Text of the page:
Nomograph


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nomograph

[′näm·ə‚graf]
(mathematics)
A chart which represents an equation containing three variables by means of three scales so that a straight line cuts the three scales in values of the three variables satisfying the equation. Also known as abac; alignment chart; nomogram.

Nomograph

 

(also nomogram), a particular kind of graphic functional relation. The nomograph is used primarily as a means of computation, as a device for making specific calculations in, for example, engineering.

References in periodicals archive ?
Wischmeier WH, Johnson CB, Cross BV (1971) A soil erodibility nomograph for farmland and construction sites.
Examination of the nomograph in Table II supports several ideas about the FSA designated amount.
Very interesting nomographs, which may be used to calculate weld impact strength from said parameters, are presented for use by practitioners.
Table 4 shows the recommended speed of each curve based on the ball-bank indicator criteria and nomograph in the TCDH, which is based on the standard curve speed formula with a friction factor of 0.16.
(2003) included the effect of hydrophobicity in the K factor, and assumed that a hydrophobic soil would have the lowest hydraulic conductivity accepted in the USLE soil nomograph. As explained above, the K factor is precisely defined from unit plots where fire-induced hydrophobicity was absent, and it seems inadvisable to tamper with it by introducing corrective coefficients.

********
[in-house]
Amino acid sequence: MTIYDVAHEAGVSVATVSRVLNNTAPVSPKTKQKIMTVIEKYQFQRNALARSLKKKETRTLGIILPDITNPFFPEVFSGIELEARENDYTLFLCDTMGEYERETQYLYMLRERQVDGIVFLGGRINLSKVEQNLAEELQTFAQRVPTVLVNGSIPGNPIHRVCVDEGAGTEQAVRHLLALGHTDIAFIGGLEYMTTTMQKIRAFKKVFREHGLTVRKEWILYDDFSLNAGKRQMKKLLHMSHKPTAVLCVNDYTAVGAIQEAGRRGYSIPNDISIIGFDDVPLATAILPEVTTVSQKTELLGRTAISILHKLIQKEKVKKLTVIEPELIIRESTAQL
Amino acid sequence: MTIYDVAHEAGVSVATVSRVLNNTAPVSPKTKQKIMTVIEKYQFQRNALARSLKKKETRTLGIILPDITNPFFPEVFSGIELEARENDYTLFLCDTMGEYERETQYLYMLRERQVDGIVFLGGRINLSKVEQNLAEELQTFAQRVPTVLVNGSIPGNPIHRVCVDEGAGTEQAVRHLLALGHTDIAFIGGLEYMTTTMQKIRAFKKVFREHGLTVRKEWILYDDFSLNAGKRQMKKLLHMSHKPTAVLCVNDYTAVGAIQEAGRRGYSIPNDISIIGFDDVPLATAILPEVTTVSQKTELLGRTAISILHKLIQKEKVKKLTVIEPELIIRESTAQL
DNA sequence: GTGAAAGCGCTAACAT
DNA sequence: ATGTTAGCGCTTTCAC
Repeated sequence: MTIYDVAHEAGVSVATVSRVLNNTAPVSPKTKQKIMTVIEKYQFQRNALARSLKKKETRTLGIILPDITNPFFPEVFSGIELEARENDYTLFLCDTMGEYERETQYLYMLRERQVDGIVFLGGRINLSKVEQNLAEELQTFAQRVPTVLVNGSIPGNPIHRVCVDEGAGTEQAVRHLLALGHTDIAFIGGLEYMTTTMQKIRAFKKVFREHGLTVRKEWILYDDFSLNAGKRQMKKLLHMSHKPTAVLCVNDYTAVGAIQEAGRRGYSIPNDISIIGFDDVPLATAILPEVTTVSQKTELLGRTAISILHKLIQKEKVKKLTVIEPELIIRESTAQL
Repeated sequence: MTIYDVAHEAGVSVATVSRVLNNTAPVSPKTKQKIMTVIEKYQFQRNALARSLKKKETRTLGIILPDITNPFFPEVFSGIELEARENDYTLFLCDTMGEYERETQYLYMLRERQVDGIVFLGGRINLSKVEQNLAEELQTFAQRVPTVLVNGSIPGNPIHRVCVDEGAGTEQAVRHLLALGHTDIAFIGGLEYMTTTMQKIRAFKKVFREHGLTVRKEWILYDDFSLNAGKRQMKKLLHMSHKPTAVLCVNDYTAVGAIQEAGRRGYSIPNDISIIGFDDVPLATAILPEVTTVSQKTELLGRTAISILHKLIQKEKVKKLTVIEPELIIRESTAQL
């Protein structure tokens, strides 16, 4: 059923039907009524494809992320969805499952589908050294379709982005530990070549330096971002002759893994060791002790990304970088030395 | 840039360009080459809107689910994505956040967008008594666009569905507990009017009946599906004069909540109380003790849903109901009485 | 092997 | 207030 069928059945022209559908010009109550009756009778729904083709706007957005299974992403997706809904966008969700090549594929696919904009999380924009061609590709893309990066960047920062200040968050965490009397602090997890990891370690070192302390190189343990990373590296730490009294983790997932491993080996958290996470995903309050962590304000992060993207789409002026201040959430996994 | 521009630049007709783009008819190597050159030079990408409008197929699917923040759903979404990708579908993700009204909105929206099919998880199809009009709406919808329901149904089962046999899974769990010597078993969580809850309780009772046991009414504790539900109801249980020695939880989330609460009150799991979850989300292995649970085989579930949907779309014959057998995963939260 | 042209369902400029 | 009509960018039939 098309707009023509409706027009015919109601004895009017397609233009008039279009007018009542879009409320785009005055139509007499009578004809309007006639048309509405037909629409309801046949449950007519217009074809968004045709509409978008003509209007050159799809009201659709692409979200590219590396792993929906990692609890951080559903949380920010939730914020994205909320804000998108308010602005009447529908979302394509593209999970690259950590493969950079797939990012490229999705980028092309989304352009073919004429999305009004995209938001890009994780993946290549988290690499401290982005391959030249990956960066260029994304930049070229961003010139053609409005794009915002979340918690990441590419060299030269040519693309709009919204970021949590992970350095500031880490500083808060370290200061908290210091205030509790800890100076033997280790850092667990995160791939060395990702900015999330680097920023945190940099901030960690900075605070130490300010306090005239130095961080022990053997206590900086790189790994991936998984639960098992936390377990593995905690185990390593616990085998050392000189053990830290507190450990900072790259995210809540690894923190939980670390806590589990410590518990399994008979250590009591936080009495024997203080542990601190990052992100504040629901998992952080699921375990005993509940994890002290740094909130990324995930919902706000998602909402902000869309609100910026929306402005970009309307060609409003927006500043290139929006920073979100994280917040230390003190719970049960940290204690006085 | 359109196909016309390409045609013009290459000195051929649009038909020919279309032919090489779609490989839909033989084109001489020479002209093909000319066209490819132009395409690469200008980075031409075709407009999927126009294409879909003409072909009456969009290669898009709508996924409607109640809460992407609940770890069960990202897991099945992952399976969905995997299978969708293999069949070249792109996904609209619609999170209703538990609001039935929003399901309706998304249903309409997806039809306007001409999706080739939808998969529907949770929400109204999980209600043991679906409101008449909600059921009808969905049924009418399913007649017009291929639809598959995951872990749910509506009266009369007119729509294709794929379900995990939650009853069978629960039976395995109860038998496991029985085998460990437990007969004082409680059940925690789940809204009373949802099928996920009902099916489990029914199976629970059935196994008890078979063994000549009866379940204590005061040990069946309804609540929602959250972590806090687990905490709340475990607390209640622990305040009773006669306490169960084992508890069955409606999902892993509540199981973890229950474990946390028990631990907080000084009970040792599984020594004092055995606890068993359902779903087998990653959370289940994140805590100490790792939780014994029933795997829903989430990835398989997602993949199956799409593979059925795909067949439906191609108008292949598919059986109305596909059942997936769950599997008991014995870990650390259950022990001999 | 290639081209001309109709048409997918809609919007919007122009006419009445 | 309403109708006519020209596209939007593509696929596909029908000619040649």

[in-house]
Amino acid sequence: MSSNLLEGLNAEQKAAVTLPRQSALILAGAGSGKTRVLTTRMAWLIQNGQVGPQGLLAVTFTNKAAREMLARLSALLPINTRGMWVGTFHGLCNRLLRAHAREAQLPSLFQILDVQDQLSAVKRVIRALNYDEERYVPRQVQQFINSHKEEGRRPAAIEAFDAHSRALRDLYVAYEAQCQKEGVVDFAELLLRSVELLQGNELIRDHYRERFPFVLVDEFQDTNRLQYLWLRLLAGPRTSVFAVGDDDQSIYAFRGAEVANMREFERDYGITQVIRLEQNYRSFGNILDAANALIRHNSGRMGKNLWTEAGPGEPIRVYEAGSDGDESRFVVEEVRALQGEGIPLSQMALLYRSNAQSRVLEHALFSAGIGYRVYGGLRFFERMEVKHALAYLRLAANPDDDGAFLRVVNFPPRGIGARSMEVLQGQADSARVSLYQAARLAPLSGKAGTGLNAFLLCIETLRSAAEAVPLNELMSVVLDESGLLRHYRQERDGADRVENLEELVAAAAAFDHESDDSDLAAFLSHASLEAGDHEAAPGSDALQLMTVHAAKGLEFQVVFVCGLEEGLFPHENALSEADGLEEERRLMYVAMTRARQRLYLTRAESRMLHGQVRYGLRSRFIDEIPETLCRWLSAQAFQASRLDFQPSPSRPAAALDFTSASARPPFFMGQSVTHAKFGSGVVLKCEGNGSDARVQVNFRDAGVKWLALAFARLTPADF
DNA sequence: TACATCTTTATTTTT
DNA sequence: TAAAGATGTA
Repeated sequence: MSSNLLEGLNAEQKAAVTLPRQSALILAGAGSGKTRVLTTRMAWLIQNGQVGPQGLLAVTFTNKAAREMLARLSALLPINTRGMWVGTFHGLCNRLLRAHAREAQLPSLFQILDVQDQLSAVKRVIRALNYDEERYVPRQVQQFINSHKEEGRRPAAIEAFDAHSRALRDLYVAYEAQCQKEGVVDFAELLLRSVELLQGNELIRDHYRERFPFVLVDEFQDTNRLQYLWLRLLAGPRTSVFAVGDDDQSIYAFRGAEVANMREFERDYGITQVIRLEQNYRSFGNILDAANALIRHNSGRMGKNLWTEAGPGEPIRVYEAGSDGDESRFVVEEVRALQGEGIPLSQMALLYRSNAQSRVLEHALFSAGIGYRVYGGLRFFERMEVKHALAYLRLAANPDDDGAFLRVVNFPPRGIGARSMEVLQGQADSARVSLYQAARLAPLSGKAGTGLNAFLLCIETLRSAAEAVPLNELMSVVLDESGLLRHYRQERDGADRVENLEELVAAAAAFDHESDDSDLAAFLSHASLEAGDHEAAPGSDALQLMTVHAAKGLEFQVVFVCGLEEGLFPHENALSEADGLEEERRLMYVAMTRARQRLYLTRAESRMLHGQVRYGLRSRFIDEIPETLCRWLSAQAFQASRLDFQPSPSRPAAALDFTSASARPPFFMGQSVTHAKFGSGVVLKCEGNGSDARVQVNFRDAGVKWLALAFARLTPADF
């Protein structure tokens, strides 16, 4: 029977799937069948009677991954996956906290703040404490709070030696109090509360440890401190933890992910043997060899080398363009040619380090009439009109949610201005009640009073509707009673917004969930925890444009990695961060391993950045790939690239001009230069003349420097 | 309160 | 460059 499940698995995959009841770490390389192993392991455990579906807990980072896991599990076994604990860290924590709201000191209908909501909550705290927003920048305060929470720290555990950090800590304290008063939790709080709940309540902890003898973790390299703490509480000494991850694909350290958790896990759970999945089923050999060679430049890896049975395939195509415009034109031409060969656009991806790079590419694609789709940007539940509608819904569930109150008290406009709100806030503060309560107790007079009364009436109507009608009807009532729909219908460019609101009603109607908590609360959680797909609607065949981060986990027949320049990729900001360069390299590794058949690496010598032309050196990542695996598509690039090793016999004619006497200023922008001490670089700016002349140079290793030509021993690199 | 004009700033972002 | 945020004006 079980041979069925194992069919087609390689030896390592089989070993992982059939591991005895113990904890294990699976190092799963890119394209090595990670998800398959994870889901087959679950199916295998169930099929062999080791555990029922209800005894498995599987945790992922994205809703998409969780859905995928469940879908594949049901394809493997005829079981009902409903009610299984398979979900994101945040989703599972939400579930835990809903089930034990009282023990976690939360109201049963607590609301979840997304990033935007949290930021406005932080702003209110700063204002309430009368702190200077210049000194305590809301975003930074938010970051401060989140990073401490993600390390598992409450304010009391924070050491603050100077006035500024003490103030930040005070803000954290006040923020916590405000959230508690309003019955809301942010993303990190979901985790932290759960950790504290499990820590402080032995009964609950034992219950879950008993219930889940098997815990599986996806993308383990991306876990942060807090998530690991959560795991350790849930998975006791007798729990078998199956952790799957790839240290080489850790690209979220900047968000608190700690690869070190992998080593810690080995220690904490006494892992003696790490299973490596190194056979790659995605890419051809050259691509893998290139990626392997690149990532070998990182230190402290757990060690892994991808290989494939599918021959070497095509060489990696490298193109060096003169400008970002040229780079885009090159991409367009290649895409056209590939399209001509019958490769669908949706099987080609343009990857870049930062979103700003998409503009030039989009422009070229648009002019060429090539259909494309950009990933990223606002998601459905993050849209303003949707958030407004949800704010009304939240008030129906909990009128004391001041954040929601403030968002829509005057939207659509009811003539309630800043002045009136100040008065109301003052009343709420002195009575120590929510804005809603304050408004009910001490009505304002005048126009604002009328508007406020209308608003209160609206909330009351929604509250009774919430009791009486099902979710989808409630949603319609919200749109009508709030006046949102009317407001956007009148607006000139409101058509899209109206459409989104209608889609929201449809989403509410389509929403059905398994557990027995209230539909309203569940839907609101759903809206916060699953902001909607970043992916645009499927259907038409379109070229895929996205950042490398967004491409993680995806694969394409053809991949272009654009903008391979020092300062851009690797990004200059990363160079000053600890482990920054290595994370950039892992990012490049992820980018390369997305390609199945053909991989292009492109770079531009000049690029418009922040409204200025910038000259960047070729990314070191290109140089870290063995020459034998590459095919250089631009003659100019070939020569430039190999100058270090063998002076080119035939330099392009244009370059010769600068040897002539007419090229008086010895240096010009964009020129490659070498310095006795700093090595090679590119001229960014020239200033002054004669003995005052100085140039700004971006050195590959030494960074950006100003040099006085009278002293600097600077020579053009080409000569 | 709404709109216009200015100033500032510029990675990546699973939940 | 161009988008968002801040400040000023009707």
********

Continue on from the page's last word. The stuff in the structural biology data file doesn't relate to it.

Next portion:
For soils containing [is less than] 70% silt plus very fine sand, the nomograph of Wischmeier et al.
Usually the Soil Erodibiity Factor (K) factor can be attained from local Natural Resources Conservation Service offices, but the unique, inverted soil profile of the military earthworks caused us to determine K values from the standard nomograph provided by Dissmeyer and Foster (1984).
For example, the soil erodibility nomograph for the USLE does not seem to apply to many strongly structured soils found in the tropics (El-Swaify and Dangler 1976), although Loch and Rosewell (1992) showed that estimates of the erodibility parameter can be improved if wet sediment density and water-stable aggregate sizes were used instead of the density and sizes of primary particles as originally recommended (Wischmeier et al.
"So You're Going to Build a Water Storage Tank?" The author describes how water tank dimensions can affect water supply in storage and presents the use of a nomograph for calculating storage volume from circular tank dimensions.
When this happens a very helpful nomograph is given below.
This unusual nomograph allows the design engineer to predict the ratio of effective radiated power (ERP) of an on-board jammer to a decoy jammer.
As illustrated in the figure, graph paper used for this purpose often contains a nomograph on the righthand side of the chart and a "bull's eye" pattern nearby.